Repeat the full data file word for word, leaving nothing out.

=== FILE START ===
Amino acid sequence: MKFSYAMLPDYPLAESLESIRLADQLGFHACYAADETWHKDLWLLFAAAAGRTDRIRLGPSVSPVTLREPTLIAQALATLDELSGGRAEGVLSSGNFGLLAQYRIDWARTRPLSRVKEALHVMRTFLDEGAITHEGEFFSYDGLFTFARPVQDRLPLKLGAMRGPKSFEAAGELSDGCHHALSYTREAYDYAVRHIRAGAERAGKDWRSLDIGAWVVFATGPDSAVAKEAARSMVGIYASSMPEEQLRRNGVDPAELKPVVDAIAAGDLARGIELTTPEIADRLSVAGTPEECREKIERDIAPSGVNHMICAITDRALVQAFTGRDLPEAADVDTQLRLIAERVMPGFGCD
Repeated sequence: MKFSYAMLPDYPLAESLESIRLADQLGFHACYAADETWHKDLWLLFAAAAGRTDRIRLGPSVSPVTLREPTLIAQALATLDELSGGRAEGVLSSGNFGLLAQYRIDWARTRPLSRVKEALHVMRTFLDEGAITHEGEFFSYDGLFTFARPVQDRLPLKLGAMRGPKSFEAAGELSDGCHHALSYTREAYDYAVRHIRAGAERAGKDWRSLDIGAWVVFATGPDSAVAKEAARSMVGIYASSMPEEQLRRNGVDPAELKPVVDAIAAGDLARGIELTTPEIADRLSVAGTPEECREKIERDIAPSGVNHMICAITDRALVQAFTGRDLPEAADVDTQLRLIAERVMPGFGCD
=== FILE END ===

Amino acid sequence: MKFSYAMLPDYPLAESLESIRLADQLGFHACYAADETWHKDLWLLFAAAAGRTDRIRLGPSVSPVTLREPTLIAQALATLDELSGGRAEGVLSSGNFGLLAQYRIDWARTRPLSRVKEALHVMRTFLDEGAITHEGEFFSYDGLFTFARPVQDRLPLKLGAMRGPKSFEAAGELSDGCHHALSYTREAYDYAVRHIRAGAERAGKDWRSLDIGAWVVFATGPDSAVAKEAARSMVGIYASSMPEEQLRRNGVDPAELKPVVDAIAAGDLARGIELTTPEIADRLSVAGTPEECREKIERDIAPSGVNHMICAITDRALVQAFTGRDLPEAADVDTQLRLIAERVMPGFGCD
Repeated sequence: MKFSYAMLPDYPLAESLESIRLADQLGFHACYAADETWHKDLWLLFAAAAGRTDRIRLGPSVSPVTLREPTLIAQALATLDELSGGRAEGVLSSGNFGLLAQYRIDWARTRPLSRVKEALHVMRTFLDEGAITHEGEFFSYDGLFTFARPVQDRLPLKLGAMRGPKSFEAAGELSDGCHHALSYTREAYDYAVRHIRAGAERAGKDWRSLDIGAWVVFATGPDSAVAKEAARSMVGIYASSMPEEQLRRNGVDPAELKPVVDAIAAGDLARGIELTTPEIADRLSVAGTPEECREKIERDIAPSGVNHMICAITDRALVQAFTGRDLPEAADVDTQLRLIAERVMPGFGCD